When Debbie Crumpler joined the Kissing Tree Pioneers Facebook group, one of the first things she asked about was whether the neighborhood had a genealogy club. Her post garnered a flood of chatter — no, there wasn’t one, but lots of people were interested! Debbie and another future resident, Beverly Pritchett, decided to explore making a group.
Becoming the KT Genies
Neither of them are full-time residents yet — Debbie and her husband Wyatt are building in Bonnell, and Beverly is building in Fannin — but that didn’t slow them down. They formed a separate Facebook group and chatted with Lifestyle Director Kevin Wilson. They also set about thinking of a creative name for their club. “All the groups at KT have fun, kitschy names,” Debbie said. “Bev and I talked about calling it a genealogical society, but we were worried that it would sound intimidating. We wanted something open and approachable. We came up with KT Genies, which really fits, because sometimes it takes a genie to figure out who’s in your family tree!”
Welcoming Genies of All Levels
Both Debbie and Bev had a lot of genealogy experience — Debbie was involved with a group in her town of Coppell, and Bev had been a member of the Austin Genealogical Society. When the KT Genies had their kick-off meeting at Kissing Tree, they had more than 50 people attend. “Our purpose for KT Genies is try to get people to help each other,” Beverly says. A survey revealed that most folks were relatively new to genealogy and wanted help getting started. “That changed our thinking about how to run the group,” Debbie says. “Often, genealogy groups have fancy experts come to speak on different topics, but we want this to be a fun social and learning group for enthusiasts. We realized it was going to be more of a grass-roots effort teaching people how to capture the information they find and use all the technology resources that are out there today. So much of it is captured digitally and online. For both Bev and I, it’s our passion, and we’re happy to help people get started.”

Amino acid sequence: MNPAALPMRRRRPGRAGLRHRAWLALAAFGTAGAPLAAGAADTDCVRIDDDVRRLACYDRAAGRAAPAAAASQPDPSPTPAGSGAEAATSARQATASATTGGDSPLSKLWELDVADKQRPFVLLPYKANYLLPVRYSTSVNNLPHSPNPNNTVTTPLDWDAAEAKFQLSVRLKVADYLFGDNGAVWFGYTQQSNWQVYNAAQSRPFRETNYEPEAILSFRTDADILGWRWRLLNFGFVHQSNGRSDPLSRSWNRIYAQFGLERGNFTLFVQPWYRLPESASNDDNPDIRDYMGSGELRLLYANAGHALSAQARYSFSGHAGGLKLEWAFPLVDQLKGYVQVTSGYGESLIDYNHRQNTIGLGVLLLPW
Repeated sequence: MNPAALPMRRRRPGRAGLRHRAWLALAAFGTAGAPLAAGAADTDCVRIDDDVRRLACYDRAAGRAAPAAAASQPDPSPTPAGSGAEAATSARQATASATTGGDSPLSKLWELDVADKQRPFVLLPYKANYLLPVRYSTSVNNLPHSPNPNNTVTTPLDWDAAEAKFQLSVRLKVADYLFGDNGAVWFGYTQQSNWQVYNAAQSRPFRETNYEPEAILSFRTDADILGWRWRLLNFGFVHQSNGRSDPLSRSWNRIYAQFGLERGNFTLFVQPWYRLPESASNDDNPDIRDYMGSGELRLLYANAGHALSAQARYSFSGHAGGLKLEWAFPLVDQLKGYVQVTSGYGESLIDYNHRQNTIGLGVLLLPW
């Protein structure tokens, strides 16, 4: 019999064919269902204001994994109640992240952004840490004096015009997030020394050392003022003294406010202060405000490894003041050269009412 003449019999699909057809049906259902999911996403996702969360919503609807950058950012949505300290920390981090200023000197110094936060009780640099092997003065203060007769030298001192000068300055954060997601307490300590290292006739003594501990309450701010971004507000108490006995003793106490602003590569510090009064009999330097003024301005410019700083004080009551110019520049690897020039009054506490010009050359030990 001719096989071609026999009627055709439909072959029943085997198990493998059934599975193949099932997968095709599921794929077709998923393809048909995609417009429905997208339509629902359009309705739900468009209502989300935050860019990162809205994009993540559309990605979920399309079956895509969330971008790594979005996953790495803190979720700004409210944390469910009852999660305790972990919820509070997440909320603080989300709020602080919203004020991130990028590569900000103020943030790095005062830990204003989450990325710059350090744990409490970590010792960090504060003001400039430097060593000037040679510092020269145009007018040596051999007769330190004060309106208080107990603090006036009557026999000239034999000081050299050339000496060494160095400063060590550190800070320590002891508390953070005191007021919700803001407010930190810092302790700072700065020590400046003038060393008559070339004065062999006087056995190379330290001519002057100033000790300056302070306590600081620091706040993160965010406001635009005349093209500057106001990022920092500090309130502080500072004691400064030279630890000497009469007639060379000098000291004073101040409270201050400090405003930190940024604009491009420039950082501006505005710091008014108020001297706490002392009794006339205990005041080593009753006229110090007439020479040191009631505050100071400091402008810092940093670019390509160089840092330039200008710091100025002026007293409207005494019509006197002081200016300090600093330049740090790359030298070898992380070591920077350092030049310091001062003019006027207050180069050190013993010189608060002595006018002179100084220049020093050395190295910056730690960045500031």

Equal Parts Social & Research
The KT Genies meet on the second Tuesday of every month in the Independence Hall, and the group is committed to meeting people where they are in their genealogy search. “At our first meeting, we had 4 tables, each with a moderator, so we could kind of group people by their interests and needs,” Debbie says. “For example, if someone has a question about finding something in a census, and someone else has a question about military records, those questions are all apples, oranges, and grapes. We try to have each table focus on 2 topics each month, and we encourage people to come and be social.”
Know Your Geography!
Just talking to Debbie and Beverly is enough to ignite anyone’s passion about genealogy. Beverly loves discovering the history and stories behind the names on her tree. She recently discovered that her great-great-grandfather had fought and was injured in the Civil War before later going to work for the city of Buffalo, New York, where he was required to work 10-hour days in spite of a federal law that said otherwise. Beverly’s relative sued the city and won (dying before the case was over), helping to improve labor rights.
Debbie was actually on a visit at the Family History Library in Salt Lake City when we spoke and had just discovered a key document that revealed a missing last name. “The first thing I tell newbies is to hone in on the geography of your ancestors,” Debbie said. “This entire library is organized by state, then county, then city. In the past, people tended to congregate with their families and marry the next door neighbor!”
Debbie has even gone online to research the land grants of the land where KT now sits and printed the historical maps from the 1880s. “Hays County has all the records online,” Debbie says. Perhaps someday genealogists of the future will be looking up our San Marcos Records.
If you want to join the KT Genies, check out the HOA events calendar for the latest meeting times and locations.